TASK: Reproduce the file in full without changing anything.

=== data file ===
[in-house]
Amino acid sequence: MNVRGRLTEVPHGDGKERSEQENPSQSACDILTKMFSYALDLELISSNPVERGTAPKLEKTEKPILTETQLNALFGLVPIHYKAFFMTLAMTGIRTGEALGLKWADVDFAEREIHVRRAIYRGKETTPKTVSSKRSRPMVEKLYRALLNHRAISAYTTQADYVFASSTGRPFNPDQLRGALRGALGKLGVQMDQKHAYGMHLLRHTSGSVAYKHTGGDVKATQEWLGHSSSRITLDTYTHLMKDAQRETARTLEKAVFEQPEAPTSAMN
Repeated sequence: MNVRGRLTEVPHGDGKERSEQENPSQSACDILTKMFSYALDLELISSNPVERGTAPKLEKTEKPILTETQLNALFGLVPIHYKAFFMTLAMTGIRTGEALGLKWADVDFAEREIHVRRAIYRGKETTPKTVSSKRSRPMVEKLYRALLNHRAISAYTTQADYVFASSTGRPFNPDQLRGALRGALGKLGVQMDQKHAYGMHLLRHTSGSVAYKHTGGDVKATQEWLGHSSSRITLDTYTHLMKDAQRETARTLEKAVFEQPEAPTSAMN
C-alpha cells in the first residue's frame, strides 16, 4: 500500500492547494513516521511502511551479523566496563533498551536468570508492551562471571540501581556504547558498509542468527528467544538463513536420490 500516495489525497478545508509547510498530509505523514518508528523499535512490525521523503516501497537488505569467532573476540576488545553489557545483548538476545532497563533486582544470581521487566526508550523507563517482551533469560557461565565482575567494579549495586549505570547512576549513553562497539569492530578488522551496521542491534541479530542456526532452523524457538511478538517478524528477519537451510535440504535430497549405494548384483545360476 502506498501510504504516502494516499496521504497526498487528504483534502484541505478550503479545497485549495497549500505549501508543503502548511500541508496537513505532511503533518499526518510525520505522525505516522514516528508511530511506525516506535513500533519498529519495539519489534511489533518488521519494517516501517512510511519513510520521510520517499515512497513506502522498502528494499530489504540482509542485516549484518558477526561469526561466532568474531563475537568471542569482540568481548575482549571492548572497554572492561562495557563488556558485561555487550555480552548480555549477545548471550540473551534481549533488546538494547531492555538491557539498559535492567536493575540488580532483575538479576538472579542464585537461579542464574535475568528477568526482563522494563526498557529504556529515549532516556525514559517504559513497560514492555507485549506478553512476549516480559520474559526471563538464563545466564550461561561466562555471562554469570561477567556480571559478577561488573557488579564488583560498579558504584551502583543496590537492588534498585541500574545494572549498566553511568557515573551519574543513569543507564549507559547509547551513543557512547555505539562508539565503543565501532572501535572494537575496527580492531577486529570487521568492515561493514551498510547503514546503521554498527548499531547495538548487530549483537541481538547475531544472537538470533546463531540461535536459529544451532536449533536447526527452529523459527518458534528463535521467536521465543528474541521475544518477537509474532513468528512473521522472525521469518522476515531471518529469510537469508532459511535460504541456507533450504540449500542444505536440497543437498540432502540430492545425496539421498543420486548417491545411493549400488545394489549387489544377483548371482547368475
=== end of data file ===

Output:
[in-house]
Amino acid sequence: MNVRGRLTEVPHGDGKERSEQENPSQSACDILTKMFSYALDLELISSNPVERGTAPKLEKTEKPILTETQLNALFGLVPIHYKAFFMTLAMTGIRTGEALGLKWADVDFAEREIHVRRAIYRGKETTPKTVSSKRSRPMVEKLYRALLNHRAISAYTTQADYVFASSTGRPFNPDQLRGALRGALGKLGVQMDQKHAYGMHLLRHTSGSVAYKHTGGDVKATQEWLGHSSSRITLDTYTHLMKDAQRETARTLEKAVFEQPEAPTSAMN
Repeated sequence: MNVRGRLTEVPHGDGKERSEQENPSQSACDILTKMFSYALDLELISSNPVERGTAPKLEKTEKPILTETQLNALFGLVPIHYKAFFMTLAMTGIRTGEALGLKWADVDFAEREIHVRRAIYRGKETTPKTVSSKRSRPMVEKLYRALLNHRAISAYTTQADYVFASSTGRPFNPDQLRGALRGALGKLGVQMDQKHAYGMHLLRHTSGSVAYKHTGGDVKATQEWLGHSSSRITLDTYTHLMKDAQRETARTLEKAVFEQPEAPTSAMN
C-alpha cells in the first residue's frame, strides 16, 4: 500500500492547494513516521511502511551479523566496563533498551536468570508492551562471571540501581556504547558498509542468527528467544538463513536420490 500516495489525497478545508509547510498530509505523514518508528523499535512490525521523503516501497537488505569467532573476540576488545553489557545483548538476545532497563533486582544470581521487566526508550523507563517482551533469560557461565565482575567494579549495586549505570547512576549513553562497539569492530578488522551496521542491534541479530542456526532452523524457538511478538517478524528477519537451510535440504535430497549405494548384483545360476 502506498501510504504516502494516499496521504497526498487528504483534502484541505478550503479545497485549495497549500505549501508543503502548511500541508496537513505532511503533518499526518510525520505522525505516522514516528508511530511506525516506535513500533519498529519495539519489534511489533518488521519494517516501517512510511519513510520521510520517499515512497513506502522498502528494499530489504540482509542485516549484518558477526561469526561466532568474531563475537568471542569482540568481548575482549571492548572497554572492561562495557563488556558485561555487550555480552548480555549477545548471550540473551534481549533488546538494547531492555538491557539498559535492567536493575540488580532483575538479576538472579542464585537461579542464574535475568528477568526482563522494563526498557529504556529515549532516556525514559517504559513497560514492555507485549506478553512476549516480559520474559526471563538464563545466564550461561561466562555471562554469570561477567556480571559478577561488573557488579564488583560498579558504584551502583543496590537492588534498585541500574545494572549498566553511568557515573551519574543513569543507564549507559547509547551513543557512547555505539562508539565503543565501532572501535572494537575496527580492531577486529570487521568492515561493514551498510547503514546503521554498527548499531547495538548487530549483537541481538547475531544472537538470533546463531540461535536459529544451532536449533536447526527452529523459527518458534528463535521467536521465543528474541521475544518477537509474532513468528512473521522472525521469518522476515531471518529469510537469508532459511535460504541456507533450504540449500542444505536440497543437498540432502540430492545425496539421498543420486548417491545411493549400488545394489549387489544377483548371482547368475